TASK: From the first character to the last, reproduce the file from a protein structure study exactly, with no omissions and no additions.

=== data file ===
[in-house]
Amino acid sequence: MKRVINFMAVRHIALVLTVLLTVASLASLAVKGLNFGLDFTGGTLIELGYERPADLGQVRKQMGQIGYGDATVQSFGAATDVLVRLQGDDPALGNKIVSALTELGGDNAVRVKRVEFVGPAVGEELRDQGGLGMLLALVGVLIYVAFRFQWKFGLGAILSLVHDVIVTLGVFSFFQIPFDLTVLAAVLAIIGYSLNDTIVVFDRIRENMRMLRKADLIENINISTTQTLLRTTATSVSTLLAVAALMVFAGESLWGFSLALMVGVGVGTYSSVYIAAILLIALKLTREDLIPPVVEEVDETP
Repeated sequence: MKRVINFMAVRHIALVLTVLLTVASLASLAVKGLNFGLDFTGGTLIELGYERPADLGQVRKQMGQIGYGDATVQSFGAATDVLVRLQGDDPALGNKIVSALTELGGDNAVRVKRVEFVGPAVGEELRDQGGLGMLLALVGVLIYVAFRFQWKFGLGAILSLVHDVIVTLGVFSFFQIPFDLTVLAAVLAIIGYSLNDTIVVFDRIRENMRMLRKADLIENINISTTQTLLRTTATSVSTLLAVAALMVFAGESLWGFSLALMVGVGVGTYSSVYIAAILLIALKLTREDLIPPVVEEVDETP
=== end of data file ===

[in-house]
Amino acid sequence: MKRVINFMAVRHIALVLTVLLTVASLASLAVKGLNFGLDFTGGTLIELGYERPADLGQVRKQMGQIGYGDATVQSFGAATDVLVRLQGDDPALGNKIVSALTELGGDNAVRVKRVEFVGPAVGEELRDQGGLGMLLALVGVLIYVAFRFQWKFGLGAILSLVHDVIVTLGVFSFFQIPFDLTVLAAVLAIIGYSLNDTIVVFDRIRENMRMLRKADLIENINISTTQTLLRTTATSVSTLLAVAALMVFAGESLWGFSLALMVGVGVGTYSSVYIAAILLIALKLTREDLIPPVVEEVDETP
Repeated sequence: MKRVINFMAVRHIALVLTVLLTVASLASLAVKGLNFGLDFTGGTLIELGYERPADLGQVRKQMGQIGYGDATVQSFGAATDVLVRLQGDDPALGNKIVSALTELGGDNAVRVKRVEFVGPAVGEELRDQGGLGMLLALVGVLIYVAFRFQWKFGLGAILSLVHDVIVTLGVFSFFQIPFDLTVLAAVLAIIGYSLNDTIVVFDRIRENMRMLRKADLIENINISTTQTLLRTTATSVSTLLAVAALMVFAGESLWGFSLALMVGVGVGTYSSVYIAAILLIALKLTREDLIPPVVEEVDETP